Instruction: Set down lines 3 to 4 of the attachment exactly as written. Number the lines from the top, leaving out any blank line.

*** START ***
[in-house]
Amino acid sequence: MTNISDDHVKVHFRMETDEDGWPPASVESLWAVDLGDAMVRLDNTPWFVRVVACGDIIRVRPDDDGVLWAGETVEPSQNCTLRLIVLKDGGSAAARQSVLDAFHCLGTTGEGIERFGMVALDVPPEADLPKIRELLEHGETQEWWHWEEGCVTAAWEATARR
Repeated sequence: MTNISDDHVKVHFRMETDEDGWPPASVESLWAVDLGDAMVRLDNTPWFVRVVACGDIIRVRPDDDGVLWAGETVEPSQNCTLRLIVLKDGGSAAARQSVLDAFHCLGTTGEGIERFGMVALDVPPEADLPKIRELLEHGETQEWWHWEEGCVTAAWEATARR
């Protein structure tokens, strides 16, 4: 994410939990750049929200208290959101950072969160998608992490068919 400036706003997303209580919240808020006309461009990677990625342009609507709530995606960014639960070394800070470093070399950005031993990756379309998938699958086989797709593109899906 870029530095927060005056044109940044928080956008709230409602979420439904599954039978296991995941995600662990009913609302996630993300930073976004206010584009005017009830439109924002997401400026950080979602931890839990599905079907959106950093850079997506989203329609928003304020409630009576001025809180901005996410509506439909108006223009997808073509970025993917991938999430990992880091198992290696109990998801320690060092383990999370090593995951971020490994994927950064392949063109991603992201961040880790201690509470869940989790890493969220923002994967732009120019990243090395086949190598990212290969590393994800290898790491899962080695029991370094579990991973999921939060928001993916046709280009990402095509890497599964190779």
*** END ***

Repeated sequence: MTNISDDHVKVHFRMETDEDGWPPASVESLWAVDLGDAMVRLDNTPWFVRVVACGDIIRVRPDDDGVLWAGETVEPSQNCTLRLIVLKDGGSAAARQSVLDAFHCLGTTGEGIERFGMVALDVPPEADLPKIRELLEHGETQEWWHWEEGCVTAAWEATARR
């Protein structure tokens, strides 16, 4: 994410939990750049929200208290959101950072969160998608992490068919 400036706003997303209580919240808020006309461009990677990625342009609507709530995606960014639960070394800070470093070399950005031993990756379309998938699958086989797709593109899906 870029530095927060005056044109940044928080956008709230409602979420439904599954039978296991995941995600662990009913609302996630993300930073976004206010584009005017009830439109924002997401400026950080979602931890839990599905079907959106950093850079997506989203329609928003304020409630009576001025809180901005996410509506439909108006223009997808073509970025993917991938999430990992880091198992290696109990998801320690060092383990999370090593995951971020490994994927950064392949063109991603992201961040880790201690509470869940989790890493969220923002994967732009120019990243090395086949190598990212290969590393994800290898790491899962080695029991370094579990991973999921939060928001993916046709280009990402095509890497599964190779």